# Homework Help: Trig substitution integral

1. Feb 3, 2010

### montana111

1. The problem statement, all variables and given/known data
evaluate the integral using the indicated trig substitution. sketch the corresponding right triangle.

integral of(1/(x^2 sqrt(x^2 - 9))

2. Relevant equations

integral of(1/(x^2 sqrt(x^2 - 9))

3. The attempt at a solution
at first glance this seemed really easy, and i tried doing it without the given trig substitution of 3sec(theta), but i just got confused. i made the triangle with 3 on the hypotenuse and x on the leg opposite theta. then i said x = 3sin(theta) (because i have a value for the hypotenuse and the opposite) and from there i have no idea what to do. Also, im discouraged because the book tells you to use 3sec(theta) which is driving me insane because i have no idea why i would use sec at all. thanks for you help.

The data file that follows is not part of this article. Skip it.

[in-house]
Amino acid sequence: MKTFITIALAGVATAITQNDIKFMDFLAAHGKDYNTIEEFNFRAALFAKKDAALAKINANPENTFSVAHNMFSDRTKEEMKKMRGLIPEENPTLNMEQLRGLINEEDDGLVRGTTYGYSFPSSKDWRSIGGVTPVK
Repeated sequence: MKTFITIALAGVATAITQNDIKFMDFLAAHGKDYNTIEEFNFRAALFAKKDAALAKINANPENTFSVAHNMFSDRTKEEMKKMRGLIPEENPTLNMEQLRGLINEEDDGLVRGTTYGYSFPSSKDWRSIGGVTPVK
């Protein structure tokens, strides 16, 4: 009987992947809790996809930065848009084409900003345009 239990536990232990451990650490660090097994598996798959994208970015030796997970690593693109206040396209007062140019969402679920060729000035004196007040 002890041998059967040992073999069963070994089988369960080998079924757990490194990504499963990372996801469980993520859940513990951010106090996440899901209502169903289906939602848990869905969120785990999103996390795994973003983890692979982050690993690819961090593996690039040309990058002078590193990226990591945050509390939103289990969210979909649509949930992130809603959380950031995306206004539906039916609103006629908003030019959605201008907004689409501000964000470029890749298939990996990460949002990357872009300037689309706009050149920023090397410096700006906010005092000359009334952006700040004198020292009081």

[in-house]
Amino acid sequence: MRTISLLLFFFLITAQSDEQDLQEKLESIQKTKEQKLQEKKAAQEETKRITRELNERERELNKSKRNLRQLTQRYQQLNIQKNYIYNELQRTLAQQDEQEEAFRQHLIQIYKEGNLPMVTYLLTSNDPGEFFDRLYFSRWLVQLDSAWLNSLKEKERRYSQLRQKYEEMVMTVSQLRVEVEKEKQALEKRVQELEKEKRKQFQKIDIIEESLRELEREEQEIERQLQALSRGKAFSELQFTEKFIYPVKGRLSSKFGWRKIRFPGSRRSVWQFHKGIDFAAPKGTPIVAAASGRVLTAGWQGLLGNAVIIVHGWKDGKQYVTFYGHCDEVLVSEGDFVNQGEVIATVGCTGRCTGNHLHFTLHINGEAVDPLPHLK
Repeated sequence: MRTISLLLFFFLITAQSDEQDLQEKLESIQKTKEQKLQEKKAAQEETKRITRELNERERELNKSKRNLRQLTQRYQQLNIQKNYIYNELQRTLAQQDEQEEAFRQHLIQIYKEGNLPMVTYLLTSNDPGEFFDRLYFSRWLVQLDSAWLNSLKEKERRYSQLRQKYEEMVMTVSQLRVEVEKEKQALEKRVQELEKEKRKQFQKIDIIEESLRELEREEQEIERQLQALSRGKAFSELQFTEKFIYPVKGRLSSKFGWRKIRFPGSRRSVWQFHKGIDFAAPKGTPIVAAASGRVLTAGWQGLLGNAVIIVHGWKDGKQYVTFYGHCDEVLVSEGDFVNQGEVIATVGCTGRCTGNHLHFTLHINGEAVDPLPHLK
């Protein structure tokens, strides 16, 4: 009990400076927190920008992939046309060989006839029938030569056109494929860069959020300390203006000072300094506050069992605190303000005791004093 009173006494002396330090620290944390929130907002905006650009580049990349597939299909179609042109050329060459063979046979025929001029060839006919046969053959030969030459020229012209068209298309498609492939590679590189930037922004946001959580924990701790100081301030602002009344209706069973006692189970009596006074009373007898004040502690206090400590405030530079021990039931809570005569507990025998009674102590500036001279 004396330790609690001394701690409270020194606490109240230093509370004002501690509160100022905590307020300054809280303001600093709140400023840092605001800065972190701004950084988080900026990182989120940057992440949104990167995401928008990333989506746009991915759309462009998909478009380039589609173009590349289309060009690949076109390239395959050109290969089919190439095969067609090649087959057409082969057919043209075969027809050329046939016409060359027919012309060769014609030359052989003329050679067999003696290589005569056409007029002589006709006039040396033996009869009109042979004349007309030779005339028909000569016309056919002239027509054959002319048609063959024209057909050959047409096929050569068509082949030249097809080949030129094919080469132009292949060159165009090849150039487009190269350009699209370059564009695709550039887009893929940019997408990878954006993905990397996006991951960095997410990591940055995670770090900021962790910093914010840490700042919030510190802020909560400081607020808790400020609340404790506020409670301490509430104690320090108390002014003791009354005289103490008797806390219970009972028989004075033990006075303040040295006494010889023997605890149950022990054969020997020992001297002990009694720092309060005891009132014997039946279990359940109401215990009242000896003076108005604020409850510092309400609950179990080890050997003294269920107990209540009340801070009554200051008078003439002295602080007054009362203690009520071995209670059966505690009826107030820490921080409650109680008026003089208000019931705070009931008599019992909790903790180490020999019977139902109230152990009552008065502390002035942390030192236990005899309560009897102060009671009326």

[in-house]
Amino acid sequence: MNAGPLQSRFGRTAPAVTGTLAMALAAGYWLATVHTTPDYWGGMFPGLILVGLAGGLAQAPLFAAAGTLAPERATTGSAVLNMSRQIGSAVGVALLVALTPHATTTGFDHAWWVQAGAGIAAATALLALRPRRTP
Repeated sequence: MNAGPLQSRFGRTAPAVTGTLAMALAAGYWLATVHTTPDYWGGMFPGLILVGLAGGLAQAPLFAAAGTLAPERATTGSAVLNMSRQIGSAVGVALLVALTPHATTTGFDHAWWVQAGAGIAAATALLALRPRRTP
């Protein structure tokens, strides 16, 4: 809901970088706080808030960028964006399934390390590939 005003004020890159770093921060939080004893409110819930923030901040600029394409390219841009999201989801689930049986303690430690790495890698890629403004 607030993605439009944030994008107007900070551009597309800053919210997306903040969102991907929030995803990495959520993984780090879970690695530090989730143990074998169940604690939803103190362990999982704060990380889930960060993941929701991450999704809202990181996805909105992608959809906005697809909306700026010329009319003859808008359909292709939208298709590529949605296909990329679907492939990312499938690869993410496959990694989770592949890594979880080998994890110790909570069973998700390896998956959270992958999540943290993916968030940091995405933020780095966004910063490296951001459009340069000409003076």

1. The problem statement, all variables and given/known data

2. Relevant equations

3. The attempt at a solution

2. Feb 3, 2010

### sara_87

The hint is infact very useful.

you have:

$$\int\frac{1}{x^2\sqrt{x^2-9}}dx$$

using the substitution x = 3sec$$\theta$$
you will get a simple integral.

substitute this into the integral. BUT... you have to first find dx/d$$\theta$$ in order to substitute something for dx (in terms of d$$\theta$$)

so after the substitution, what do you get?
(You might like to remember also the identity (sec$$\theta$$)^2-1=tan($$\theta$$)^2)

3. Feb 3, 2010

### Staff: Mentor

Since the radical contains x2 - 9, you want x on the hypotenuse and 3 on one leg, and sqrt(x2 - 9) on the other leg.